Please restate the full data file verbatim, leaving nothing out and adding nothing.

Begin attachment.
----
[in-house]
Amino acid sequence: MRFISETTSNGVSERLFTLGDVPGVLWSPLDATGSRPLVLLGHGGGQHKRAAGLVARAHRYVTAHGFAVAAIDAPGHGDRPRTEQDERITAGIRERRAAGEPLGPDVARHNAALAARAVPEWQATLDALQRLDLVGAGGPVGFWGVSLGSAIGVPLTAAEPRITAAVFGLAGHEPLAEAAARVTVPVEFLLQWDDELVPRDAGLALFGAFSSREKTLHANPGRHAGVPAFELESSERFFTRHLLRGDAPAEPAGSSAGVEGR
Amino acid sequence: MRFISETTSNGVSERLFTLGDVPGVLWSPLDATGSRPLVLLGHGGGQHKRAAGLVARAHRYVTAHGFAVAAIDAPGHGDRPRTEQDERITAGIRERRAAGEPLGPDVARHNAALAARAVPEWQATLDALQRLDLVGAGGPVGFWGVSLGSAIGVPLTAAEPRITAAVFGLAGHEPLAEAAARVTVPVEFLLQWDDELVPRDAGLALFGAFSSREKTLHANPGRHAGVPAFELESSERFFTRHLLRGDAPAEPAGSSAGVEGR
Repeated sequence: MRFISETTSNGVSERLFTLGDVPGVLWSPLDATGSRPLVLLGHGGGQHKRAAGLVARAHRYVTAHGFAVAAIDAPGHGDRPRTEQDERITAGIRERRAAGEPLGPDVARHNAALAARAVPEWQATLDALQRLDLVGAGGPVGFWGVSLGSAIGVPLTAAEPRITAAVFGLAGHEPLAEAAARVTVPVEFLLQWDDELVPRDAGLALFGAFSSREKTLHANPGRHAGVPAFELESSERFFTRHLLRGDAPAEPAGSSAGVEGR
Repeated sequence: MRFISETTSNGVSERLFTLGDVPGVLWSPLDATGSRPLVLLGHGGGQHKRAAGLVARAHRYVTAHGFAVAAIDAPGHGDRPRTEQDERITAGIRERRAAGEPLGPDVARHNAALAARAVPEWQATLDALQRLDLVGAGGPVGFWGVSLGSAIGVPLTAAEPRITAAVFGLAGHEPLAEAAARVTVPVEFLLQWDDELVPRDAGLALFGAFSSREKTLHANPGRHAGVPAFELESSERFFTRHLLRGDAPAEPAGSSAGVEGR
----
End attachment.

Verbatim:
[in-house]
Amino acid sequence: MRFISETTSNGVSERLFTLGDVPGVLWSPLDATGSRPLVLLGHGGGQHKRAAGLVARAHRYVTAHGFAVAAIDAPGHGDRPRTEQDERITAGIRERRAAGEPLGPDVARHNAALAARAVPEWQATLDALQRLDLVGAGGPVGFWGVSLGSAIGVPLTAAEPRITAAVFGLAGHEPLAEAAARVTVPVEFLLQWDDELVPRDAGLALFGAFSSREKTLHANPGRHAGVPAFELESSERFFTRHLLRGDAPAEPAGSSAGVEGR
Amino acid sequence: MRFISETTSNGVSERLFTLGDVPGVLWSPLDATGSRPLVLLGHGGGQHKRAAGLVARAHRYVTAHGFAVAAIDAPGHGDRPRTEQDERITAGIRERRAAGEPLGPDVARHNAALAARAVPEWQATLDALQRLDLVGAGGPVGFWGVSLGSAIGVPLTAAEPRITAAVFGLAGHEPLAEAAARVTVPVEFLLQWDDELVPRDAGLALFGAFSSREKTLHANPGRHAGVPAFELESSERFFTRHLLRGDAPAEPAGSSAGVEGR
Repeated sequence: MRFISETTSNGVSERLFTLGDVPGVLWSPLDATGSRPLVLLGHGGGQHKRAAGLVARAHRYVTAHGFAVAAIDAPGHGDRPRTEQDERITAGIRERRAAGEPLGPDVARHNAALAARAVPEWQATLDALQRLDLVGAGGPVGFWGVSLGSAIGVPLTAAEPRITAAVFGLAGHEPLAEAAARVTVPVEFLLQWDDELVPRDAGLALFGAFSSREKTLHANPGRHAGVPAFELESSERFFTRHLLRGDAPAEPAGSSAGVEGR
Repeated sequence: MRFISETTSNGVSERLFTLGDVPGVLWSPLDATGSRPLVLLGHGGGQHKRAAGLVARAHRYVTAHGFAVAAIDAPGHGDRPRTEQDERITAGIRERRAAGEPLGPDVARHNAALAARAVPEWQATLDALQRLDLVGAGGPVGFWGVSLGSAIGVPLTAAEPRITAAVFGLAGHEPLAEAAARVTVPVEFLLQWDDELVPRDAGLALFGAFSSREKTLHANPGRHAGVPAFELESSERFFTRHLLRGDAPAEPAGSSAGVEGR